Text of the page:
Cinder by Marissa Meyer
Book One of the Lunar Chronicles
Published January 3, 2012
Genres: Fiction, Young Adult, Fantasy, Science Fiction
Buy this book through Amazon
I interchanged between listening to the audiobook through Audible and reading it as an ebook on my Kindle Paperwhite and paperback.
Humans and androids crowd the raucous streets of New Beijing. A deadly plague ravages the population. From space, a ruthless lunar people watch, waiting to make their move. No one knows that Earth’s fate hinges on one girl.
Cinder, a gifted mechanic, is a cyborg. She’s a second-class citizen with a mysterious past, reviled by her stepmother and blamed for her stepsister’s illness. But when her life becomes intertwined with the handsome Prince Kai’s, she suddenly finds herself at the center of an intergalactic struggle, and a forbidden attraction. Caught between duty and freedom, loyalty and betrayal, she must uncover secrets about her past in order to protect her world’s future.
“At this time, the movie rights have been optioned and the studio is looking to attach a director.” –Marissa Meyer (source)
“But if there was one thing she knew from years as a mechanic, it was that some stains never came out.” pg. 299
I think we can all agree that it’s hard to write the first book to a series, especially within the sci-fi/fantasy genre. You have to create a world believable enough, introduce characters likable enough, and lay the foundation of a plot complicated enough to warrant multiple books, all the while not giving away too much. It’s all about balance–too much and readers don’t feel inclined to read the rest of the books, too little and readers feel cheated of their time and money.
Cinder, the first book to the Lunar Chronicles (also, Marissa Meyer’s debut novel), is a loose retelling of the fairy tale, Cinderella. It’s Cinderella, injected with a Star Wars steroid. At first, I was hesitant to take the plunge into this series. Oftentimes, retellings can be predictable and a bit corny–you can sense the author grasping at straws to cling to the origins of the tale. But with Cinder, the original fairy tale only served as a nice bonus to an even bigger story you can sense is brewing, because this story is SO much more than a “retelling”. And for that, I applaud Marissa Meyer for successfully making this story her own.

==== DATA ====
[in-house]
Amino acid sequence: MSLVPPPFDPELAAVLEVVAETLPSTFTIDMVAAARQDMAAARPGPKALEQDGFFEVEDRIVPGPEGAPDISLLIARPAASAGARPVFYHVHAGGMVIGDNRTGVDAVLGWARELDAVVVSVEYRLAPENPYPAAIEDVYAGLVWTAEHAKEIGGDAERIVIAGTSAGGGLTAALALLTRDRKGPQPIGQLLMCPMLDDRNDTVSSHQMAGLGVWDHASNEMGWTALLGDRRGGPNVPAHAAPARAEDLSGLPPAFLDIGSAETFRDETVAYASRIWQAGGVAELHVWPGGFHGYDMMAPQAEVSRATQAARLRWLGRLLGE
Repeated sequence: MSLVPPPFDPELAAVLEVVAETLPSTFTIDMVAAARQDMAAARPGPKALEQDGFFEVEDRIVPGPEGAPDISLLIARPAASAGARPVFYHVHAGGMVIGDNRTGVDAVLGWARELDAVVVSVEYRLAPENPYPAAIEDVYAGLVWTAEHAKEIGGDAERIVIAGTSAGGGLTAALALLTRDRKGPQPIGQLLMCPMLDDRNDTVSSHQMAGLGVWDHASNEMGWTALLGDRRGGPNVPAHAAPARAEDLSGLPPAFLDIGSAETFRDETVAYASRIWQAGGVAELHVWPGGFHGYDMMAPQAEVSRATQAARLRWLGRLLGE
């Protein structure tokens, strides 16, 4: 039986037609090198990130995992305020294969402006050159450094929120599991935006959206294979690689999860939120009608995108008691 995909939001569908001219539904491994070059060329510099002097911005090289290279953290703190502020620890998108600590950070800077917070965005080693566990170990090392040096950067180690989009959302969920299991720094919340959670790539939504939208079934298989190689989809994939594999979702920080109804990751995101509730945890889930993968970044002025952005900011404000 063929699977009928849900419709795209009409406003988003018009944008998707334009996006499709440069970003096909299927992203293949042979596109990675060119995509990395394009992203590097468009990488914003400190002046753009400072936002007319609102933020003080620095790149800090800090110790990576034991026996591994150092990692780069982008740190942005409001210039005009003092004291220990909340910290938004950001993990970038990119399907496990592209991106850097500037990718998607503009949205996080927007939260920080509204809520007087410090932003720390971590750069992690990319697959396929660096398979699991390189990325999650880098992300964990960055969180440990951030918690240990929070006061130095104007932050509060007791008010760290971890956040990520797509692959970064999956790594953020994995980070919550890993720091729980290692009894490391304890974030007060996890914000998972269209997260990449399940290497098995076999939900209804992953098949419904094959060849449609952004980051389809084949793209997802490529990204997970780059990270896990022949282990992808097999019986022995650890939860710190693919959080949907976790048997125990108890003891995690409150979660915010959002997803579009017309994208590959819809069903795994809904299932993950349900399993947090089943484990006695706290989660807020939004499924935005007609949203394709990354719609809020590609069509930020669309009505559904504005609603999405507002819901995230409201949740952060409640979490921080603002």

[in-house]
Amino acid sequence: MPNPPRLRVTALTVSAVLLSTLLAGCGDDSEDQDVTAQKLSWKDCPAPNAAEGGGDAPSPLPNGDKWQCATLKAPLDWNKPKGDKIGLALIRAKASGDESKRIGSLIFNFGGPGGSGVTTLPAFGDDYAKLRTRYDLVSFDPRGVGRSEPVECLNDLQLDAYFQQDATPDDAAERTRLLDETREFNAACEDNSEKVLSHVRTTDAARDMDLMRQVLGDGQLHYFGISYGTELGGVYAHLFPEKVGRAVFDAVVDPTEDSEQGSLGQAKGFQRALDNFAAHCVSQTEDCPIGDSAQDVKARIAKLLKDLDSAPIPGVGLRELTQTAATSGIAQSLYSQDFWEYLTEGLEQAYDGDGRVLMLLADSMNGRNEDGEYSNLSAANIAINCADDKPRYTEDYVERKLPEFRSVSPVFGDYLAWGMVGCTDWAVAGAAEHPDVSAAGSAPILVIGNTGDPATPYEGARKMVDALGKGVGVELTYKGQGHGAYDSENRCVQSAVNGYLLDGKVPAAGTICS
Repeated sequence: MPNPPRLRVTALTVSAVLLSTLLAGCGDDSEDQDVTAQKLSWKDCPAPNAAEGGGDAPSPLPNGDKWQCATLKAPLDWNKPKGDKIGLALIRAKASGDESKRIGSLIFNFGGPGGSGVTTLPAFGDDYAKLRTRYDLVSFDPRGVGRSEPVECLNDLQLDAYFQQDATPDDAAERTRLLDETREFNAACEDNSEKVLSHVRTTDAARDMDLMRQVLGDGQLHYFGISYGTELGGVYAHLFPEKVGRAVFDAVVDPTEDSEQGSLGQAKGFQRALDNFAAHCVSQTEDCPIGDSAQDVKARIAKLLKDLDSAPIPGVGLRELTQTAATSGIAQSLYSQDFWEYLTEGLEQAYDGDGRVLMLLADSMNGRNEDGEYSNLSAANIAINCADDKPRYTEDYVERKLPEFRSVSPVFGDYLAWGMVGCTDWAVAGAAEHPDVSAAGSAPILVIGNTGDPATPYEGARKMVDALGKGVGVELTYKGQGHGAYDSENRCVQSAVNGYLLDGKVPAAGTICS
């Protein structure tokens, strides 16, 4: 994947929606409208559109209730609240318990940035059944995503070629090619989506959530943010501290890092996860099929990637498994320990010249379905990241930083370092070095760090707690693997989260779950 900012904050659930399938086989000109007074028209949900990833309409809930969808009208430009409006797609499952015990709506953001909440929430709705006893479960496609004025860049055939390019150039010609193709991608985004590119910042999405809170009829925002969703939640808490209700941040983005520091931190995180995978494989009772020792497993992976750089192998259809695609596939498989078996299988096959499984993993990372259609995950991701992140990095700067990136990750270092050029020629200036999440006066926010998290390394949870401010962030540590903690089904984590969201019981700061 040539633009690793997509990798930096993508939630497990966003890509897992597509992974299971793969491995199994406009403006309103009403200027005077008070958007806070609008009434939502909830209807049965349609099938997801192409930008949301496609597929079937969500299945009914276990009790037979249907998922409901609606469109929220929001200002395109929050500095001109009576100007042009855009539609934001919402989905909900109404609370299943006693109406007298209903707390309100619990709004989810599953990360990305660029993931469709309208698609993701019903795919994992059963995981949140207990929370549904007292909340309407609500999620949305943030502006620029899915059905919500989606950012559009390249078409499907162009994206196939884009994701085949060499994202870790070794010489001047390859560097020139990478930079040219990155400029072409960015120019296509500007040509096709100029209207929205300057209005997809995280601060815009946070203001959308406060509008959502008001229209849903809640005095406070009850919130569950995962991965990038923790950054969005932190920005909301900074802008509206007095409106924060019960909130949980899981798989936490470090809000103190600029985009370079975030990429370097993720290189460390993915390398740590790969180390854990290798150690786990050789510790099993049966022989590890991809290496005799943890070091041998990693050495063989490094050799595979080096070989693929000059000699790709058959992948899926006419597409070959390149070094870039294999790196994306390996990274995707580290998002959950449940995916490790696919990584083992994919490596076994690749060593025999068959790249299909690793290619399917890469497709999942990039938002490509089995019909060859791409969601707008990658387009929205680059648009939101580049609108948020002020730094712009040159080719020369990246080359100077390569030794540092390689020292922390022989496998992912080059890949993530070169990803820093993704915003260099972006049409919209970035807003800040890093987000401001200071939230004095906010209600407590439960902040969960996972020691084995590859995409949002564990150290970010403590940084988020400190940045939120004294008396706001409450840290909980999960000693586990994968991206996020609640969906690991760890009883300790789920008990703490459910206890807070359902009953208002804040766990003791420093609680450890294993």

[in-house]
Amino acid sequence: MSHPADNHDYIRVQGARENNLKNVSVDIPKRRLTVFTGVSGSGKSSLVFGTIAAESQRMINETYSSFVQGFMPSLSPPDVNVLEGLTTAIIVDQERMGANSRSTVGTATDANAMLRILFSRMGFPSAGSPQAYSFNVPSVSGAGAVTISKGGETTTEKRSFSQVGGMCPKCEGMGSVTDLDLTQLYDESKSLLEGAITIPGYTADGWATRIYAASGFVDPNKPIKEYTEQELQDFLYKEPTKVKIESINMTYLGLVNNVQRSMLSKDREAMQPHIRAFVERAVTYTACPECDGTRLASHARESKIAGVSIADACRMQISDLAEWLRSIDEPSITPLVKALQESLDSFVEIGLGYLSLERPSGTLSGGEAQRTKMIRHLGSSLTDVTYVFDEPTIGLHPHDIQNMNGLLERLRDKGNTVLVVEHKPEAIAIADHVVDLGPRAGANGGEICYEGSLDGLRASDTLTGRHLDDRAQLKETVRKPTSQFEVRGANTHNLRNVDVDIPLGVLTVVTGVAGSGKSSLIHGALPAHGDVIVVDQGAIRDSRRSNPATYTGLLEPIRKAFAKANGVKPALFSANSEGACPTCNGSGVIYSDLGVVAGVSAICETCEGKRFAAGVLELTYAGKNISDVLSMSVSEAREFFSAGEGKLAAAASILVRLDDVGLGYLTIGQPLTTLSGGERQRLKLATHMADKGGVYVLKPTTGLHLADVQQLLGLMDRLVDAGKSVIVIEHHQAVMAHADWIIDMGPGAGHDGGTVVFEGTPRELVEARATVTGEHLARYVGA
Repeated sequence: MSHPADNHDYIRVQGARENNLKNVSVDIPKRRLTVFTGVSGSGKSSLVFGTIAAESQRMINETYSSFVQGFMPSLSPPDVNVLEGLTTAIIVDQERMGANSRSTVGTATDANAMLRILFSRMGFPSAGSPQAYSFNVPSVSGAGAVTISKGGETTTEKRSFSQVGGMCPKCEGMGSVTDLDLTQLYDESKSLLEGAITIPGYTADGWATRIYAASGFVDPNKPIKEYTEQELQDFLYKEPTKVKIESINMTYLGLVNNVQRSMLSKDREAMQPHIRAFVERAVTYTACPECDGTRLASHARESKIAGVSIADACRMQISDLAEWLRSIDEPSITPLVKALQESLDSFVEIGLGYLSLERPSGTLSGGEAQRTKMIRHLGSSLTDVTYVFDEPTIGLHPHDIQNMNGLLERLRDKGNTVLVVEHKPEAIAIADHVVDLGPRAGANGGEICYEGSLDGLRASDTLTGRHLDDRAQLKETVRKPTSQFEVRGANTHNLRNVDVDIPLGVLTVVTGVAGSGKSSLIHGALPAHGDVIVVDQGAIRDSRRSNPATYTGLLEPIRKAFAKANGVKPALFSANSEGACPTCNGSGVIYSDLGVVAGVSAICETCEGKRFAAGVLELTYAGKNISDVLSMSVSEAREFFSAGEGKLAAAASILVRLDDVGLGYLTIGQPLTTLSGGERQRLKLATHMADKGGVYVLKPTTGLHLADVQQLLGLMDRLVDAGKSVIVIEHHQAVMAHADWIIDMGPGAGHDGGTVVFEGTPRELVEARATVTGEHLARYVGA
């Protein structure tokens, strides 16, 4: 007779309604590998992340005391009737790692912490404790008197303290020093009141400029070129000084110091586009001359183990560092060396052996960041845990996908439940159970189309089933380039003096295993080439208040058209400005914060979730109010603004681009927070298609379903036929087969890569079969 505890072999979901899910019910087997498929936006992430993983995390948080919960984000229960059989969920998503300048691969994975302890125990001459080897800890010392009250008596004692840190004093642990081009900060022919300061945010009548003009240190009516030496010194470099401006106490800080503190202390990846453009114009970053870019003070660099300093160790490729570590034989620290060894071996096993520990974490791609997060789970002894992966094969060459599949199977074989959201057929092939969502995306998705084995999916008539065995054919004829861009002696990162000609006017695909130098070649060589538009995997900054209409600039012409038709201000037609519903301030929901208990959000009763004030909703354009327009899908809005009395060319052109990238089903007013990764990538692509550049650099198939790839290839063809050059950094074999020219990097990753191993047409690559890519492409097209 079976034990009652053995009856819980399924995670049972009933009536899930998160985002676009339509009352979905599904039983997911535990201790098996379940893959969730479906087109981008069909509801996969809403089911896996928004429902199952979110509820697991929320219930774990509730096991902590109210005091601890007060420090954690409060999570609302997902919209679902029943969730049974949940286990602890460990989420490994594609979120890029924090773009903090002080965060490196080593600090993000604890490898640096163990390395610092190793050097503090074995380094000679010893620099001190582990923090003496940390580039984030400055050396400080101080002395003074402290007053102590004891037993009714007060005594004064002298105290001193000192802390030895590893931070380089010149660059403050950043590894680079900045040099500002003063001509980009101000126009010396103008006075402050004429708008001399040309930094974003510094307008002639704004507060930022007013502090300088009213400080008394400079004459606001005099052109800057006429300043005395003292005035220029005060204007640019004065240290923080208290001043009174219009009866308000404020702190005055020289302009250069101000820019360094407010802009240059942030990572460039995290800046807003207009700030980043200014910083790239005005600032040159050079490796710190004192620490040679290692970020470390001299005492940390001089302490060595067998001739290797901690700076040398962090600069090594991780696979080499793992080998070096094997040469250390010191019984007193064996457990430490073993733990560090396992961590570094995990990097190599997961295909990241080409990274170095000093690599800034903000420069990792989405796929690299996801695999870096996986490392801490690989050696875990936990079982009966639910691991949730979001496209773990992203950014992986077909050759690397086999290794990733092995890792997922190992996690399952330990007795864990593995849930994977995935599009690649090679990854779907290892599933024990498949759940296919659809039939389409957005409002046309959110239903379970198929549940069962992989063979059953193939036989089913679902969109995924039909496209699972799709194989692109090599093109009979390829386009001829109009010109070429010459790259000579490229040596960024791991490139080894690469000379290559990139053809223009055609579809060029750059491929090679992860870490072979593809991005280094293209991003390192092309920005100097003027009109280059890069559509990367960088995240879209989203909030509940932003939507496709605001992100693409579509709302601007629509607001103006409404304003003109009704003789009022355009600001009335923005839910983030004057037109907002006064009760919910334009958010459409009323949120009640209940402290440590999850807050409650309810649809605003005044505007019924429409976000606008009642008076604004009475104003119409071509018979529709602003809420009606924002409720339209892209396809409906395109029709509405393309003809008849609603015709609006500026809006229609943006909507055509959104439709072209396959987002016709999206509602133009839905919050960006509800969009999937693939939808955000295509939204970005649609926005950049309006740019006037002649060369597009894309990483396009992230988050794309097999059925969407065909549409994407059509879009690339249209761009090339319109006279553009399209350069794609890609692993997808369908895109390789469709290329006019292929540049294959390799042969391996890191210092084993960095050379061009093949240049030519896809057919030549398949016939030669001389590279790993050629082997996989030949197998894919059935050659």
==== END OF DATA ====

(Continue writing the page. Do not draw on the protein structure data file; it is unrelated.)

4 OUT OF 5 STARS
I loved so many things about this book. From the super cute romance between a prince and a mechanic, a hilarious robot BFF named Iko, to the truly frightening Evil Queen, Marissa Meyer has a knack for creating characters you just HAVE to care about. But the best thing about this book is, aside from the undertones of social inequality, the possibility of interplanetary war, and a deadly plague wreaking havoc worldwide, there remains a sense of hope. And this is where I believe, Marissa Meyer justifies calling herself a writer. You never get the feeling that Cinder’s world would be overcome by darkness because there are larger things in play and you trust that all will end well. You hope, anyway, because Marissa Meyer’s ability to weave the optimistic mood of a fairy tale along with a world that faces very real dangers is just so darn crafty.
My only qualm about this book is how slow it started. The science fiction aspect was a bit overwhelming for a person who doesn’t generally read sci-fi. But I do understand that the main character is a cyborg and she being a mechanic is meant to imply a specific skill set that needs to be stated. So I get it. I’ve recommended this book to more than a few friends and their feedback was the same–it’s a bit slow. But then I respond, just keep reading, you won’t regret it.
At the very least, Cinder is FUN. It’s a breath of fresh air in the realm of Young Adult inundated with dystopian premises or high school drama. Cinder has an air of the magical, without actually having magic. Bottom line? It’s enchanting and so very worth your time.
Marissa Meyer wrote the first draft of Cinder as a NaNoWriMo novel in 2008. (In case you don’t know, NaNoWriMo is short for National Novel Writing Month. Every November, the program dares you to write a 50,000 novel in 30 days.) (source)